As you may have read from a previous article on EnviroNews, the first ever climate neutral football club is Forest Green Rovers who play in England. From diet to transportation methods, Forest Green is an example that you can always do more for the environment even with a demanding schedule.
This is exactly what the Fédération Internationale de Football Association (FIFA) is promoting; FIFA is setting higher standards when it comes to the venue and operations behind football tournaments. Stadiums that observe energy and resource conservation, waste management and overall sustainability measures are awarded with a ‘green certification’. However, even prior to FIFA’s initiatives, there were already sustainable stadiums in existence. Here are the top five stadiums that do not only entertain, but also save the world.
Amsterdam ArenA – Netherlands
Stadium seats are typically made of unsustainable materials such as steel and plastic but not those presents in Amsterdam ArenA. The home of the Ajax Football Club found a way to make seats entirely out of sugarcane to deal with the ongoing issues with biodegradability. It also houses 4,200 solar panels that power most of the stadium’s operations, a windmill for renewable energy and recycled rainwater for the field.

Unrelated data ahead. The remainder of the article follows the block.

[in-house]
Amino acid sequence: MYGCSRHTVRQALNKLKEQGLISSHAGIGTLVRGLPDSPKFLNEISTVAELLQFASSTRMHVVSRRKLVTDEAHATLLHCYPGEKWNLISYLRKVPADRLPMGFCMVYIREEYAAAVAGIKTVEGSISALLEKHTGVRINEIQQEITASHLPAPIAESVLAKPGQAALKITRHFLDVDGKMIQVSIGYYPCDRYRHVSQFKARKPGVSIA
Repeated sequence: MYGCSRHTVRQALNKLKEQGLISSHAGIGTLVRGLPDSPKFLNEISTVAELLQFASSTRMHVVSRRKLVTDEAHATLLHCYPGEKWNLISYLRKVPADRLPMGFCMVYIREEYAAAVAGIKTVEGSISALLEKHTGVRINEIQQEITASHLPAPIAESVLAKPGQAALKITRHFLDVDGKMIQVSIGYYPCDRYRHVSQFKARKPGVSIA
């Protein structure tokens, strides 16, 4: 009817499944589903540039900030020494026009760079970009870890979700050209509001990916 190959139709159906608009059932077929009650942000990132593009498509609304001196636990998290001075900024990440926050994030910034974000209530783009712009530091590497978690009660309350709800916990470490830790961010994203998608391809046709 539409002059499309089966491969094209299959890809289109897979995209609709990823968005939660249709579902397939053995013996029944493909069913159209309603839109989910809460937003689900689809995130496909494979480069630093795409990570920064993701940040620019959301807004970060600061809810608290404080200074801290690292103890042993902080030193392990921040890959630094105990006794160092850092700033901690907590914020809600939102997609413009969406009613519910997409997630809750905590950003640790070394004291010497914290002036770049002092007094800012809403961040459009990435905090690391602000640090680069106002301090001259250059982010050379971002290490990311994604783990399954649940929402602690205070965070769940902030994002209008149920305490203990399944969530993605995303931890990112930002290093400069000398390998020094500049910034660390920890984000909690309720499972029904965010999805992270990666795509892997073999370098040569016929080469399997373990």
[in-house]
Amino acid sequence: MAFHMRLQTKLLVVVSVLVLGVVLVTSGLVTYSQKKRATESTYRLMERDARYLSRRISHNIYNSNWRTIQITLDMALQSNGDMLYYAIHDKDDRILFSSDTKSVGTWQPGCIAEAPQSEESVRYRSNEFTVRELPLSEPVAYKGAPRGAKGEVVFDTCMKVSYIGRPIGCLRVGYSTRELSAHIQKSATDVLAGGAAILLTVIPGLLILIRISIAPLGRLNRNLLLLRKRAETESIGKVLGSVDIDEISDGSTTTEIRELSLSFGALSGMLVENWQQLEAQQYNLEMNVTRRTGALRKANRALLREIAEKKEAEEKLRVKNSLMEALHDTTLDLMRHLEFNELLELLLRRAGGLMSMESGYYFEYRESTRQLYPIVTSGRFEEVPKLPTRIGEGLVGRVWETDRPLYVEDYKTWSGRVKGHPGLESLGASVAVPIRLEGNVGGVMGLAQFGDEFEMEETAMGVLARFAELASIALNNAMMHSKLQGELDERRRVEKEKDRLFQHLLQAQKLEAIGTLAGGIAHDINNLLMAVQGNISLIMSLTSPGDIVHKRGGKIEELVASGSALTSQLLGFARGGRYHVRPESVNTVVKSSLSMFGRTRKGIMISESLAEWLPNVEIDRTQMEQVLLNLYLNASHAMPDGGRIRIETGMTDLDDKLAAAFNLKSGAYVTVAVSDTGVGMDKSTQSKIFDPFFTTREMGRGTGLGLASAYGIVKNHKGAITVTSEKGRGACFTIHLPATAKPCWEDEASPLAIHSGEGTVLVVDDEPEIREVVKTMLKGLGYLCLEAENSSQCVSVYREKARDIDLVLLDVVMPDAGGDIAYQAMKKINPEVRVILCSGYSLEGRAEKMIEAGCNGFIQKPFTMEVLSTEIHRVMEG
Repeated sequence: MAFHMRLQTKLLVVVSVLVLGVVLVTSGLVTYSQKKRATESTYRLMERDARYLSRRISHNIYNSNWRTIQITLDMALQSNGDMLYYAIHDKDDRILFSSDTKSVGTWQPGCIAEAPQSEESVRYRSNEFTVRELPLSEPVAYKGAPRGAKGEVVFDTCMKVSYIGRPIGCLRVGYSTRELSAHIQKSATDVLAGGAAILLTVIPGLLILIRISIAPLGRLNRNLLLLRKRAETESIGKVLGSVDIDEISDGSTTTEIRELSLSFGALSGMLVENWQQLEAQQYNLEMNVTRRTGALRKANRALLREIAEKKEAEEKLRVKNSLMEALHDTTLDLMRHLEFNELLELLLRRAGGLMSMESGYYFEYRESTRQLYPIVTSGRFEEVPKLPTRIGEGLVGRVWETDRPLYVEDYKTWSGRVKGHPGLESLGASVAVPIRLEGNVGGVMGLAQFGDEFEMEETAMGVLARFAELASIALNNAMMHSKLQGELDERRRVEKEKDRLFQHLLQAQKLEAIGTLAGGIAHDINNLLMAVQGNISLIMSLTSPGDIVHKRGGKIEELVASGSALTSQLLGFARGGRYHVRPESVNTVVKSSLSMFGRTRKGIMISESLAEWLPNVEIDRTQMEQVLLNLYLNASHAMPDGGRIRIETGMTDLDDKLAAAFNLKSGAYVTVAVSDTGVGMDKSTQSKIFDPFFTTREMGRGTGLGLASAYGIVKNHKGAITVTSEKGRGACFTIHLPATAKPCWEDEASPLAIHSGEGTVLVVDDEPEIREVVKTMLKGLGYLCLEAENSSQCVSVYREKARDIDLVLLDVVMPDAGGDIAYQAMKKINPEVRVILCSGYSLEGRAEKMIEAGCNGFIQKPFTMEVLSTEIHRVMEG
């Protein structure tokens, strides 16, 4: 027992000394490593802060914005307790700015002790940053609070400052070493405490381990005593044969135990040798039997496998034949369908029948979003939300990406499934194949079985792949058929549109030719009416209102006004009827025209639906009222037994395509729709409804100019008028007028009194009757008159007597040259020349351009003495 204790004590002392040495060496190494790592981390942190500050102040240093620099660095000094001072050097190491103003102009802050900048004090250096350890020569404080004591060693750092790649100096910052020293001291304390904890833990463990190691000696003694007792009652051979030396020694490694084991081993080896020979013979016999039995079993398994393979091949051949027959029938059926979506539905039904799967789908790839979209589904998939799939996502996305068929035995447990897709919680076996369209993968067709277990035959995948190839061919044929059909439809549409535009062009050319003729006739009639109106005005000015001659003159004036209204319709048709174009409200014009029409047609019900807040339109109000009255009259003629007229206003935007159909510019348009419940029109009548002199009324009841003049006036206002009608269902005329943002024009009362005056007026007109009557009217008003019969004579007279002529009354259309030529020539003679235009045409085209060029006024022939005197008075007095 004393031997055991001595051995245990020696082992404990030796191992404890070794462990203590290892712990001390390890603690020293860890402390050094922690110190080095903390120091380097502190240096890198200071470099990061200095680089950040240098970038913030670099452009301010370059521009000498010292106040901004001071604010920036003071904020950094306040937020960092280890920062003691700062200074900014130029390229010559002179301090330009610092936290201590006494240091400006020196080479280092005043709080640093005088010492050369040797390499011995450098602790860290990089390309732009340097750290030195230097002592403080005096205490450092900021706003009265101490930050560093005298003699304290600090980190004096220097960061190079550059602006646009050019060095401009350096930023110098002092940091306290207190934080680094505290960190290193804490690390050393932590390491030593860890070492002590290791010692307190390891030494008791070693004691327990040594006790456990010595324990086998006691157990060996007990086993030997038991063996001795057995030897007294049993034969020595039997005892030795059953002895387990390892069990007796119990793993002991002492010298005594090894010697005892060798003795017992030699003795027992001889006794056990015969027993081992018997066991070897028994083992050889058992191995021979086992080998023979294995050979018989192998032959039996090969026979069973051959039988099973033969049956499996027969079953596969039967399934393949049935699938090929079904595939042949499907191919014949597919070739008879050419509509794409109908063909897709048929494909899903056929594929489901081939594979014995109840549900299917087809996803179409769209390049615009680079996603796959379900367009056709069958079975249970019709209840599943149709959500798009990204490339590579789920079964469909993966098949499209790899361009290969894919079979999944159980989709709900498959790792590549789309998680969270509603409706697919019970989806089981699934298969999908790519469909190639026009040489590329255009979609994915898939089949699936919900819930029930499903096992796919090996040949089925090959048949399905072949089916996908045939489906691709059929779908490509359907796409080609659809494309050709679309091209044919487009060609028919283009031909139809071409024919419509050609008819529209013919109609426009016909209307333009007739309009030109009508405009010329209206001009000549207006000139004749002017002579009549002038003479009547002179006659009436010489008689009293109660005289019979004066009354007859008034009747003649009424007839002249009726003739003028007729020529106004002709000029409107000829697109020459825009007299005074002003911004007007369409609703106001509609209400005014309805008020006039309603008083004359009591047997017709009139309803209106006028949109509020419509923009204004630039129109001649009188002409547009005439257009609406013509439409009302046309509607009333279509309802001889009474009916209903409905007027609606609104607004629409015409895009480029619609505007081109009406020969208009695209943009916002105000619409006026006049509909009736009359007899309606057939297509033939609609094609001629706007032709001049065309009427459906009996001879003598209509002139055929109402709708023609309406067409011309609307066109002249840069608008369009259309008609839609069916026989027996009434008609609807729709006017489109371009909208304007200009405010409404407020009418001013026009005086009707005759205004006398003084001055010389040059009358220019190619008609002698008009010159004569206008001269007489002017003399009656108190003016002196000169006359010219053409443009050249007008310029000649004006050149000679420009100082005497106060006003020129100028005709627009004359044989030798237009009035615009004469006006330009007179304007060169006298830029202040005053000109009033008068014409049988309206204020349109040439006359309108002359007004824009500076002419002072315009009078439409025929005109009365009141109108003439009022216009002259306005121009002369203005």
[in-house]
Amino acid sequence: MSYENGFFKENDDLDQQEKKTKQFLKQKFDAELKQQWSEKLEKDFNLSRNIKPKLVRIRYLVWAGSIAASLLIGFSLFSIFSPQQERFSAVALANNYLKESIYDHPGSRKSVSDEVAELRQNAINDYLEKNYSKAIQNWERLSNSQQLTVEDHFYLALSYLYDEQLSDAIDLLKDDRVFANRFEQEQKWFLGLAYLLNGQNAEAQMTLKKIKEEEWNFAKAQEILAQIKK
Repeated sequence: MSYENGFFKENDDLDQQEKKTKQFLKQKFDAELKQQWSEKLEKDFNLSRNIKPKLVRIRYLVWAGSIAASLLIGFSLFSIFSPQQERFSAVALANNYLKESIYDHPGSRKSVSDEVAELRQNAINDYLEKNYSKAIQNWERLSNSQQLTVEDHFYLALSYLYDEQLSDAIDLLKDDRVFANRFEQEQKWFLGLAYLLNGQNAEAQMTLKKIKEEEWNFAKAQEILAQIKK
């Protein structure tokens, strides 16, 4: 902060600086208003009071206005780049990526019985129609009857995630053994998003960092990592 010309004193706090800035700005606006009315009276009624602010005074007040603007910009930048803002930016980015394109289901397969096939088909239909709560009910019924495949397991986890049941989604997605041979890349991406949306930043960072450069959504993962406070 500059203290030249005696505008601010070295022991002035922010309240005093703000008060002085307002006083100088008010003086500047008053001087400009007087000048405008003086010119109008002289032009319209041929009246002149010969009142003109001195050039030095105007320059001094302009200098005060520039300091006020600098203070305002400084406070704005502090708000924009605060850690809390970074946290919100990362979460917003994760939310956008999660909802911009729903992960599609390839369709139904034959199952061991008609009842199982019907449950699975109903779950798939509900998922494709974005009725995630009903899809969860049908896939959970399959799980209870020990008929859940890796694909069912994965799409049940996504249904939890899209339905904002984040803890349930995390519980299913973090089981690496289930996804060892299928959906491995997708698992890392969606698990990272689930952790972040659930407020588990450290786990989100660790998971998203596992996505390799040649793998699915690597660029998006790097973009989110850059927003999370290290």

National Stadium – Taiwan
Before the 2009 World Games commenced, Taiwan made sure that the National Stadium had high green standards. It was fitted with over 8,800 solar panels that power the 3,300 lights and jumbo screens in the arena. The vegetation that was uprooted for the project was also replanted, the materials were domestically made, and the stadium’s grounds are made of permeable paving to reduce flooding in the area.
Mineirão Stadium – Brazil
In preparation for the 2014 FIFA World Cup, the Mineirão Stadium in Brazil underwent major renovations. Aside from adding a new roof, among other changes, Dezeen reported that it was the first stadium to be fully powered by solar energy. Similar to Amsterdam ArenA, it also harvests rainwater for recycling.
Fisht Stadium – Russia
Another Russian venue in the green corner is the Fisht Stadium in Sochi, which hosted the 2014 Winter Olympics. Ladbrokes notes that the 48,000-seater arena was reopened in 2017 for the Confederations Cup and was a venue during the 2018 World Cup. Its most sustainable feature is its unique roof made of ethylene tetrafluoroethylene (ETFE), a material resistant to moisture that lets in natural light to minimise the use of artificial lighting. It is also meant to last for over 100 years and is resistant to harsh elements such as snow and fire.
Khalifa International Stadium – Qatar
It will be nearly four years until the next World Cup but Qatar, the host country, is already working on ensuring it delivers a sustainable tournament. The Khalifa International Stadium received a four-star rating from the Global Sustainability Assessment System in cooperation with FIFA. Aside from using recycled materials for the renovation, the utilities include a cooling technology that can recover energy and reuse it as well as energy-saving lights and fixtures.